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Column: Process still imperfect; negotiations necessary

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LIKE it or not, the city of Columbus has few options beyond coming to an agreement with Buckingham Cos. on a pledge made two years ago to pay developers of the Cole Apartments $300,000, a sum that had been earmarked for architectural fees.

Mayor Kristen Brown, who took office in January, initially challenged the obligation questioning the wording of the initial agreement and the fact that it was offered by Columbus Downtown Inc., the private company that worked on behalf of the Redevelopment Commission.

The mayor has since charged that CDI had no legal right to obligate the city to pay any amount of money but has vowed to keep all such agreements in the public eye going forward.

There is no question that the process was imperfect, but officials with the Indianapolis-based company still look upon the arrangement as a legal commitment and want their money.

Fortunately, city officials and the Cole developers appear willing to look for ways to work out a solution to the issue. Mayor Brown and other city officials will meet with representatives of the Buckingham Cos. this week.

It is important that this issue be resolved through compromise. That compromise will undoubtedly involve some form of payment to the developers.

For the city to stonewall this issue or to simply walk away without paying anything could have repercussions far beyond the original $300,000 commitment.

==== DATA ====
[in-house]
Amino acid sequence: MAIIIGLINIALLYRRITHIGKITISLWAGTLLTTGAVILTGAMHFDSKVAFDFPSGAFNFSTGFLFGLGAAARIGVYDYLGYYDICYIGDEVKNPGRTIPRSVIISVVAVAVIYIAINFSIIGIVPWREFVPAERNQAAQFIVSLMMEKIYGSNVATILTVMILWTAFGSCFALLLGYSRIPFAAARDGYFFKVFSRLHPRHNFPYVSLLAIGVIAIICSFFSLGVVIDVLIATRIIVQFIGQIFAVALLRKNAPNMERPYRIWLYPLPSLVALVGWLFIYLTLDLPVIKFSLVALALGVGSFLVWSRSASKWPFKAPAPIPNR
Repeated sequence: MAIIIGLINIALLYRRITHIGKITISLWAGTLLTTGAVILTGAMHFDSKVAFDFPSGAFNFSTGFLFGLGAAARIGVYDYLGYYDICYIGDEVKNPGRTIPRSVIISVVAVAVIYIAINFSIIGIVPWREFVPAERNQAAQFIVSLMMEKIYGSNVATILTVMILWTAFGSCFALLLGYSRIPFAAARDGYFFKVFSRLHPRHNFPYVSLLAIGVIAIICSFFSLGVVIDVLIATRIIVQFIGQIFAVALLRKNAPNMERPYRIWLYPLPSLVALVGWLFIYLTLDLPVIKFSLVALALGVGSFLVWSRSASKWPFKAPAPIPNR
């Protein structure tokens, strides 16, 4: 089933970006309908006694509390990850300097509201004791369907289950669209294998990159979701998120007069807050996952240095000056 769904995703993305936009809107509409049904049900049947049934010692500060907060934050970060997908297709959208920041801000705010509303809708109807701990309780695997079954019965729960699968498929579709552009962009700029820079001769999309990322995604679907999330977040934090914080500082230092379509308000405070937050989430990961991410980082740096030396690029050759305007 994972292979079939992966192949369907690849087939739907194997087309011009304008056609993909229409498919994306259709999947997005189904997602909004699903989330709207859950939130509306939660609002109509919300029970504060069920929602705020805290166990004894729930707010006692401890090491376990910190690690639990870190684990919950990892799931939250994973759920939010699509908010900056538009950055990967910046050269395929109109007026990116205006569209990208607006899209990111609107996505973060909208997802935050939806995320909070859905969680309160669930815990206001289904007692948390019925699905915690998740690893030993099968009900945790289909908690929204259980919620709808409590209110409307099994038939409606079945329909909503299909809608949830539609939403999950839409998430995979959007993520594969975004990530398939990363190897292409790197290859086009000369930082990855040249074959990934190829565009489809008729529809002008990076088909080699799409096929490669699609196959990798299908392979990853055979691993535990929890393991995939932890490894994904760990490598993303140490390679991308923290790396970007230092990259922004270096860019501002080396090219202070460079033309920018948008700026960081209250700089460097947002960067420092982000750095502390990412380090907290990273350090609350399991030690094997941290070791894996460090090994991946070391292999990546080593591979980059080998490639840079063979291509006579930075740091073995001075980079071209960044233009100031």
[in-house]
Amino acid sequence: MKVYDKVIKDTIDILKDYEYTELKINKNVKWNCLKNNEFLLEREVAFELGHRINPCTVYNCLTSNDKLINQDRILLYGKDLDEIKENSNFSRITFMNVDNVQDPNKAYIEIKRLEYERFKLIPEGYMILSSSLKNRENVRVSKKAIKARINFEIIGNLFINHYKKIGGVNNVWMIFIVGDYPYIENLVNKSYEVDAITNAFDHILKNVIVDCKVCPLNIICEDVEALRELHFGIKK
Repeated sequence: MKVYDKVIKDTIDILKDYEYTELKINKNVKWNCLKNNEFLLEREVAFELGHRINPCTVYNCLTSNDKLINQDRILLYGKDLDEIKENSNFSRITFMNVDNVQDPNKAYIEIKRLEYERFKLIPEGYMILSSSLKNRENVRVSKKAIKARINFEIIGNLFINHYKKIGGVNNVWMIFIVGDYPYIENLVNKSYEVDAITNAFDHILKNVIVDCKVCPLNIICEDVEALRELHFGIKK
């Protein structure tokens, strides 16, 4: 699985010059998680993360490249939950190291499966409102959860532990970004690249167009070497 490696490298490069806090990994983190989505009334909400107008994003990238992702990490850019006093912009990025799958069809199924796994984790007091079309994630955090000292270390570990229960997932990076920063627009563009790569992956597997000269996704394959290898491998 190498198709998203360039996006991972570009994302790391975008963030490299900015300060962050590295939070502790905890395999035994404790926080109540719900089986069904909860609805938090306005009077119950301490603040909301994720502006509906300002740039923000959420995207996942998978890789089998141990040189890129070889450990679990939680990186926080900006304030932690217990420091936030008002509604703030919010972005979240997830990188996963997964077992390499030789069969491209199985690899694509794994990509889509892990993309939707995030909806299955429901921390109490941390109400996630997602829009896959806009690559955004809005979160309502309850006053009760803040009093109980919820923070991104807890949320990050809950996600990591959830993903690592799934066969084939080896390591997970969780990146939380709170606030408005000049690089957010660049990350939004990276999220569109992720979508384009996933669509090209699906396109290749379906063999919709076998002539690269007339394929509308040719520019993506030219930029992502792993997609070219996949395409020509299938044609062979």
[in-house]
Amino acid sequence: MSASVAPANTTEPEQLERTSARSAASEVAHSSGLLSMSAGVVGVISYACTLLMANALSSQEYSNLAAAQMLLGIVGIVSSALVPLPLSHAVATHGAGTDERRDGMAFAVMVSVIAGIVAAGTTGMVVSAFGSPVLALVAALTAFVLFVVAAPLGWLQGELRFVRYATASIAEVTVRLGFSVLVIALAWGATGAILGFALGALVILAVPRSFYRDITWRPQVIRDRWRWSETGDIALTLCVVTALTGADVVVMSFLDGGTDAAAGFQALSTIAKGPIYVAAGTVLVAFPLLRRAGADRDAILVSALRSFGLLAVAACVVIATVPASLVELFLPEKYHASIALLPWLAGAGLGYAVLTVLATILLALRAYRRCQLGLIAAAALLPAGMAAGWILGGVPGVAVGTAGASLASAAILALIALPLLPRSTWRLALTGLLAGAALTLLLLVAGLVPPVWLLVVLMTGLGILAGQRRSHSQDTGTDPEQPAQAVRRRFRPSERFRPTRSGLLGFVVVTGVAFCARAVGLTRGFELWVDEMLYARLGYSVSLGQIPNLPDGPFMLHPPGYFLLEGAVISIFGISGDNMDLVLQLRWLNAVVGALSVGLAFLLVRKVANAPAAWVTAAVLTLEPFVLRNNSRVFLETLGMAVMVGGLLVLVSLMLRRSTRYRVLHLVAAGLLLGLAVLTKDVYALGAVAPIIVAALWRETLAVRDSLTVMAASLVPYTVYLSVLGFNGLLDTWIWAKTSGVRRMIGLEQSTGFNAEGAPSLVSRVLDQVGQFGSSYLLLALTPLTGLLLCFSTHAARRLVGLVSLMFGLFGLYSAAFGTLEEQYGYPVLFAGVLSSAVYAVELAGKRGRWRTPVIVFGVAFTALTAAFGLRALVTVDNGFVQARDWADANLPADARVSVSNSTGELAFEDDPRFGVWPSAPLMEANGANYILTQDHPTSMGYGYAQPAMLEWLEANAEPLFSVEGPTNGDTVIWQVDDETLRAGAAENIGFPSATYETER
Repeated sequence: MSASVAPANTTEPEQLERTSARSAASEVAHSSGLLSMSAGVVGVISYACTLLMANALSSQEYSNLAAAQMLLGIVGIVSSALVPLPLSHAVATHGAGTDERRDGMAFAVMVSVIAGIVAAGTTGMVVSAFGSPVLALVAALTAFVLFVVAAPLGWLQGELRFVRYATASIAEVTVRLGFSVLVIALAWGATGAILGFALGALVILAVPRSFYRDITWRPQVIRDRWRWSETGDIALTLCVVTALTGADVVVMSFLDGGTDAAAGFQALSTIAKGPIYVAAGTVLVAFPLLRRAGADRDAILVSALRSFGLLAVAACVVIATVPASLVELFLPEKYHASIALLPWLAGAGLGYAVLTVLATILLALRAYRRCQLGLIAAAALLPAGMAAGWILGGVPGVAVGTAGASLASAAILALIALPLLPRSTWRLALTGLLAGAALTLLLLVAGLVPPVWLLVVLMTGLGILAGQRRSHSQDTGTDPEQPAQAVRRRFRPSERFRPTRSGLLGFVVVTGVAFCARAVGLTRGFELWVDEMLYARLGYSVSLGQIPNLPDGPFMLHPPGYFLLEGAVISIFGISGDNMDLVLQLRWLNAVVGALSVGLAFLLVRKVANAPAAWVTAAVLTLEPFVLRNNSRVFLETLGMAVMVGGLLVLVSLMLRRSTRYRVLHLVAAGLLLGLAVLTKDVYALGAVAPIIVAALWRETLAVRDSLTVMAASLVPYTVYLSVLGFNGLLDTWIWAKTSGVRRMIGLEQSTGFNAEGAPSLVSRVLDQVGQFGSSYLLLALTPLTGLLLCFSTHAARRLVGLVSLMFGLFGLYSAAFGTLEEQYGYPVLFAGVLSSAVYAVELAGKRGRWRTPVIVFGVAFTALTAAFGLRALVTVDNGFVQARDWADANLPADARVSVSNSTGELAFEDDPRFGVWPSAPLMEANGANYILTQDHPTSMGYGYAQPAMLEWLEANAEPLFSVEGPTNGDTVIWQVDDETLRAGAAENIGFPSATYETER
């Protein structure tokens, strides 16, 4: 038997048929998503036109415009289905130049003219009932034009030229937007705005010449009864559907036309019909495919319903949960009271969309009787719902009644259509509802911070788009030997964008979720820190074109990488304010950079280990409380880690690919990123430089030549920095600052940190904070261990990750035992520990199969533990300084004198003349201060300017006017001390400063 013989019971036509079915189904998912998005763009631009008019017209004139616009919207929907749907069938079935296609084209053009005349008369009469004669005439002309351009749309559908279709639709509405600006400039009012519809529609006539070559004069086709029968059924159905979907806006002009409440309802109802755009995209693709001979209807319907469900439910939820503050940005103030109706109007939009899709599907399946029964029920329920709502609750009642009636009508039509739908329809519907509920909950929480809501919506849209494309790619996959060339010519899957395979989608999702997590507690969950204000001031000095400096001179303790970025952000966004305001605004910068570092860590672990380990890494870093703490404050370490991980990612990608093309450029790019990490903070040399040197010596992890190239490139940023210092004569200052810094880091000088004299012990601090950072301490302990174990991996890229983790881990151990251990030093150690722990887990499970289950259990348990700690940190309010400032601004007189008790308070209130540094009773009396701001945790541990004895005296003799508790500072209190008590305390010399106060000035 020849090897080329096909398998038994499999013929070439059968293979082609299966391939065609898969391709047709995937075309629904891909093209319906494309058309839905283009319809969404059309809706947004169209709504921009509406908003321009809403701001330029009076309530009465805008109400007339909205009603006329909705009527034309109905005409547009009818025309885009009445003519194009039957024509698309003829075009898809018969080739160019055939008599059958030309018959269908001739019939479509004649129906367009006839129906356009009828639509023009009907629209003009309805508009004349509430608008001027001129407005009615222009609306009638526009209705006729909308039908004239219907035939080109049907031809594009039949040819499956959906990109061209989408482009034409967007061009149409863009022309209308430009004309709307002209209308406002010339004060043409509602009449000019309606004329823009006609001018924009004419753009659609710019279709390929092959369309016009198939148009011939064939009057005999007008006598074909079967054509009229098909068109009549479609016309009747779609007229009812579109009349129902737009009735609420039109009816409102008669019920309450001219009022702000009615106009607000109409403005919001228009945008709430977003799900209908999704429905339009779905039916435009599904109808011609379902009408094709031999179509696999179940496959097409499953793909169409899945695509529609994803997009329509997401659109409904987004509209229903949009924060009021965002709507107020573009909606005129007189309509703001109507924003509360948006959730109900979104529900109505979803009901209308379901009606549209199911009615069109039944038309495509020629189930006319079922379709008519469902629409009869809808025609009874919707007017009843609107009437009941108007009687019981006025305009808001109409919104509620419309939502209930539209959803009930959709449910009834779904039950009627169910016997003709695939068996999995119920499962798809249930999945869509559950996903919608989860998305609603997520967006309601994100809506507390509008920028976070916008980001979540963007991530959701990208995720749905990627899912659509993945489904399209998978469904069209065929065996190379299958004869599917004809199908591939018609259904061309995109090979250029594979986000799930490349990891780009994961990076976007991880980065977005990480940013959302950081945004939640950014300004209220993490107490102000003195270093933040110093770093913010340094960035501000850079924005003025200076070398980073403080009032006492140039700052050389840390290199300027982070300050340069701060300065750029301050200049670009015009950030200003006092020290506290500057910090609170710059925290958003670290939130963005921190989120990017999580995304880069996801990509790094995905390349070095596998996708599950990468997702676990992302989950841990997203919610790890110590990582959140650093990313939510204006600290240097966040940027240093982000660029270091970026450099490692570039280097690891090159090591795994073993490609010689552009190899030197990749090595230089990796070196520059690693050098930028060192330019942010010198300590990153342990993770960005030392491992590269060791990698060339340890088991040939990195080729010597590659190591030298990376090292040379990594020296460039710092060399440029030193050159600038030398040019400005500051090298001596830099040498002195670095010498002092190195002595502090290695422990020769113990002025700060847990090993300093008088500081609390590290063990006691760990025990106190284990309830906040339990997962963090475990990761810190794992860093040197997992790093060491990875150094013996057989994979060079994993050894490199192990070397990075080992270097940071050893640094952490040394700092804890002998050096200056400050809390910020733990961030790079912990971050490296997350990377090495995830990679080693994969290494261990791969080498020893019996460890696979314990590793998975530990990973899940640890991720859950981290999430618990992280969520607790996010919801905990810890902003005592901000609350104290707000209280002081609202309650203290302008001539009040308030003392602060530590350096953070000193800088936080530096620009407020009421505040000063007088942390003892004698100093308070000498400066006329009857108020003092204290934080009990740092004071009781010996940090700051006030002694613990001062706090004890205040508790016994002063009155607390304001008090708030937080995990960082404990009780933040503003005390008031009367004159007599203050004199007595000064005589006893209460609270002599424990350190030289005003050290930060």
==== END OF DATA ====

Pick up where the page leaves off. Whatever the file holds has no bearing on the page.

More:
That action would almost certainly result in legal action against the city. The legal fees alone in defending the city’s position would eat up a large chunk of the $300,000. The city also could lose the suit and be forced to pay the original amount plus interest and penalties.

Those losses might be considered peanuts when taking into account the damage to the city’s reputation.

Columbus could be branded in the minds of potential developers as both untrustworthy and unreliable, an image that could spell economic disaster.

Regardless of how this situation was handled, the provision of incentives to potential developers is an essential element for communities seeking growth.

The developers of the Cole Apartments were offered a number of attractive incentives to build a residential complex in the downtown area. While some critics question that generosity, the cost to the public of those incentives is minuscule compared to the benefits the city will realize in the future.

Indeed, the apartments are a vital factor in the downtown growth that has already taken place. Such a residential feature was essential for hundreds of the new workers who have flooded the downtown area because of investments by Cummins Inc.

Had not those apartments become reality, the city would have been faced with the prospect of covering up the facade of the parking garage they now encircle, a facelift that was estimated at close to a million dollars.

This project represents a giant leap forward in the revitalization of the downtown. After decades of a status quo in downtown development, the city now has a central district that is thriving with businesses and restaurants.

For this community to build upon what has been achieved, it is important that current city leaders resolve this matter and get it behind them.

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